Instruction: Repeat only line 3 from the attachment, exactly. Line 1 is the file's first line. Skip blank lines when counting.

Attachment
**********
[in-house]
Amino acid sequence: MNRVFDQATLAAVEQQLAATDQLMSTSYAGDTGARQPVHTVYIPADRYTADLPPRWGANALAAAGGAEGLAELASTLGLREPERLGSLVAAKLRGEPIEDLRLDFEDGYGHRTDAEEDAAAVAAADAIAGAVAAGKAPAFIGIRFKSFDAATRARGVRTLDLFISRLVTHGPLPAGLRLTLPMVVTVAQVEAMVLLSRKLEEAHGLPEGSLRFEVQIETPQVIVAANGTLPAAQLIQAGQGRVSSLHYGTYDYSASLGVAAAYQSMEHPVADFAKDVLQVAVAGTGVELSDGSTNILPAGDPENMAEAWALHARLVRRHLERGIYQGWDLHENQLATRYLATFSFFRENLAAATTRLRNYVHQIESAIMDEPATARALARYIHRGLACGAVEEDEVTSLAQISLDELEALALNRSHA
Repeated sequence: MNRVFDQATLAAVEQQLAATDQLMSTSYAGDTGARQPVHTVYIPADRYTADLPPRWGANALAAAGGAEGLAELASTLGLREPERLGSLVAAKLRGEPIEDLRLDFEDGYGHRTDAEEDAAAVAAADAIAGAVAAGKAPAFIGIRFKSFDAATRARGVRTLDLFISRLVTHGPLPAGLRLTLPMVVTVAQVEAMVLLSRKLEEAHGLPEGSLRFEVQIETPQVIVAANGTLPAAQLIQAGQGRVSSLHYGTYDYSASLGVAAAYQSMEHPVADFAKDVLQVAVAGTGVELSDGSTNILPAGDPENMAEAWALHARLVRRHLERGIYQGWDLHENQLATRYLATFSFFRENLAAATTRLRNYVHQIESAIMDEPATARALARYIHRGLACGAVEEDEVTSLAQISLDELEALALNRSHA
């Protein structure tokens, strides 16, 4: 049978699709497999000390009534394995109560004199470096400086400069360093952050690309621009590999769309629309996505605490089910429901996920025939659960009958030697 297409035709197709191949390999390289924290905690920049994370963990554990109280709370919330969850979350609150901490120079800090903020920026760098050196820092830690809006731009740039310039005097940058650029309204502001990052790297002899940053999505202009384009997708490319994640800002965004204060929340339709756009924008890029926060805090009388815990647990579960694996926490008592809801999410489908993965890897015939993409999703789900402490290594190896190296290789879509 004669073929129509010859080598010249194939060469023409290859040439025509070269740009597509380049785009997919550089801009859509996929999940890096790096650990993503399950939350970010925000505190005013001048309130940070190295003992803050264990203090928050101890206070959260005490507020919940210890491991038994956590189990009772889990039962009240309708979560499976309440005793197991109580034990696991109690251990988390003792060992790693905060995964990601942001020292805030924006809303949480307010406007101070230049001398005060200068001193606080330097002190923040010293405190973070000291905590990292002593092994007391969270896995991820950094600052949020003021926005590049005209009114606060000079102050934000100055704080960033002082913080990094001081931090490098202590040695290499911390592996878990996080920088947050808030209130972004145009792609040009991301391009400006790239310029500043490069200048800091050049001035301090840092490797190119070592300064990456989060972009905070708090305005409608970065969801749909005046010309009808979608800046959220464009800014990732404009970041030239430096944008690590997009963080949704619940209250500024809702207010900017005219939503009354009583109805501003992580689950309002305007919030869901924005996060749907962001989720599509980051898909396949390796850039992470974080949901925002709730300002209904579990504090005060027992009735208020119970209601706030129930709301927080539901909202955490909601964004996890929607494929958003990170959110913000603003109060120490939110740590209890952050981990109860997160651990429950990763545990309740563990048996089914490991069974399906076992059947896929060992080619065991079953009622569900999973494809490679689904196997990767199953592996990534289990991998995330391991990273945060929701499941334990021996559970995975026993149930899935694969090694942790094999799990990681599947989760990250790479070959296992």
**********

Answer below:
Repeated sequence: MNRVFDQATLAAVEQQLAATDQLMSTSYAGDTGARQPVHTVYIPADRYTADLPPRWGANALAAAGGAEGLAELASTLGLREPERLGSLVAAKLRGEPIEDLRLDFEDGYGHRTDAEEDAAAVAAADAIAGAVAAGKAPAFIGIRFKSFDAATRARGVRTLDLFISRLVTHGPLPAGLRLTLPMVVTVAQVEAMVLLSRKLEEAHGLPEGSLRFEVQIETPQVIVAANGTLPAAQLIQAGQGRVSSLHYGTYDYSASLGVAAAYQSMEHPVADFAKDVLQVAVAGTGVELSDGSTNILPAGDPENMAEAWALHARLVRRHLERGIYQGWDLHENQLATRYLATFSFFRENLAAATTRLRNYVHQIESAIMDEPATARALARYIHRGLACGAVEEDEVTSLAQISLDELEALALNRSHA